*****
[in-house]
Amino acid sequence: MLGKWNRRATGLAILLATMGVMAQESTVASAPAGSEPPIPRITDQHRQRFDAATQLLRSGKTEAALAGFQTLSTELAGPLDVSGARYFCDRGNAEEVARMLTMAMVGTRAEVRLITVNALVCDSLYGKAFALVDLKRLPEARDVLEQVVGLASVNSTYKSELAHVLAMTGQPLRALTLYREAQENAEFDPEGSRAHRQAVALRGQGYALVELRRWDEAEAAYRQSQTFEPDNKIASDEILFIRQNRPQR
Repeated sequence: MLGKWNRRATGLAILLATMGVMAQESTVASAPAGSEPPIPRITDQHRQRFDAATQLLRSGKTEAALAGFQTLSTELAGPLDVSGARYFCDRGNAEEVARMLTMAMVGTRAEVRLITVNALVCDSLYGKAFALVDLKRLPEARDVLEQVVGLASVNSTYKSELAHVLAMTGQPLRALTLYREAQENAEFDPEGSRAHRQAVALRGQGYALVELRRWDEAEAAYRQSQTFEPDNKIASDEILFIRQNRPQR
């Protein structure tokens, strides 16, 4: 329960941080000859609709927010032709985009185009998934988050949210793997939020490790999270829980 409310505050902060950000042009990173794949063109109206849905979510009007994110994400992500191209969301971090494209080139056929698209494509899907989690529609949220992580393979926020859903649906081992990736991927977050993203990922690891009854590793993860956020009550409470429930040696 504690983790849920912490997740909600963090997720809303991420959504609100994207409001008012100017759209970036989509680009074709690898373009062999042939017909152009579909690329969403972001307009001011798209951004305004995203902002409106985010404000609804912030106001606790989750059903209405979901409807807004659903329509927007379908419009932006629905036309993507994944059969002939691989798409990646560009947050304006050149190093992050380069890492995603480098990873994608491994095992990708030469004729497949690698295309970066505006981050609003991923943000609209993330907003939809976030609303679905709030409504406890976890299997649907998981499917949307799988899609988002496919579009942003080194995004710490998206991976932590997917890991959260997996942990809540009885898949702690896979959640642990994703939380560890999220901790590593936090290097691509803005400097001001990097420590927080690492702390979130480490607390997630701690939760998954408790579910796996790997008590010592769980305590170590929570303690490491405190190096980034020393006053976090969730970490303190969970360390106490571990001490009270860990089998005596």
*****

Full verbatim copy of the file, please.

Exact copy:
[in-house]
Amino acid sequence: MLGKWNRRATGLAILLATMGVMAQESTVASAPAGSEPPIPRITDQHRQRFDAATQLLRSGKTEAALAGFQTLSTELAGPLDVSGARYFCDRGNAEEVARMLTMAMVGTRAEVRLITVNALVCDSLYGKAFALVDLKRLPEARDVLEQVVGLASVNSTYKSELAHVLAMTGQPLRALTLYREAQENAEFDPEGSRAHRQAVALRGQGYALVELRRWDEAEAAYRQSQTFEPDNKIASDEILFIRQNRPQR
Repeated sequence: MLGKWNRRATGLAILLATMGVMAQESTVASAPAGSEPPIPRITDQHRQRFDAATQLLRSGKTEAALAGFQTLSTELAGPLDVSGARYFCDRGNAEEVARMLTMAMVGTRAEVRLITVNALVCDSLYGKAFALVDLKRLPEARDVLEQVVGLASVNSTYKSELAHVLAMTGQPLRALTLYREAQENAEFDPEGSRAHRQAVALRGQGYALVELRRWDEAEAAYRQSQTFEPDNKIASDEILFIRQNRPQR
């Protein structure tokens, strides 16, 4: 329960941080000859609709927010032709985009185009998934988050949210793997939020490790999270829980 409310505050902060950000042009990173794949063109109206849905979510009007994110994400992500191209969301971090494209080139056929698209494509899907989690529609949220992580393979926020859903649906081992990736991927977050993203990922690891009854590793993860956020009550409470429930040696 504690983790849920912490997740909600963090997720809303991420959504609100994207409001008012100017759209970036989509680009074709690898373009062999042939017909152009579909690329969403972001307009001011798209951004305004995203902002409106985010404000609804912030106001606790989750059903209405979901409807807004659903329509927007379908419009932006629905036309993507994944059969002939691989798409990646560009947050304006050149190093992050380069890492995603480098990873994608491994095992990708030469004729497949690698295309970066505006981050609003991923943000609209993330907003939809976030609303679905709030409504406890976890299997649907998981499917949307799988899609988002496919579009942003080194995004710490998206991976932590997917890991959260997996942990809540009885898949702690896979959640642990994703939380560890999220901790590593936090290097691509803005400097001001990097420590927080690492702390979130480490607390997630701690939760998954408790579910796996790997008590010592769980305590170590929570303690490491405190190096980034020393006053976090969730970490303190969970360390106490571990001490009270860990089998005596």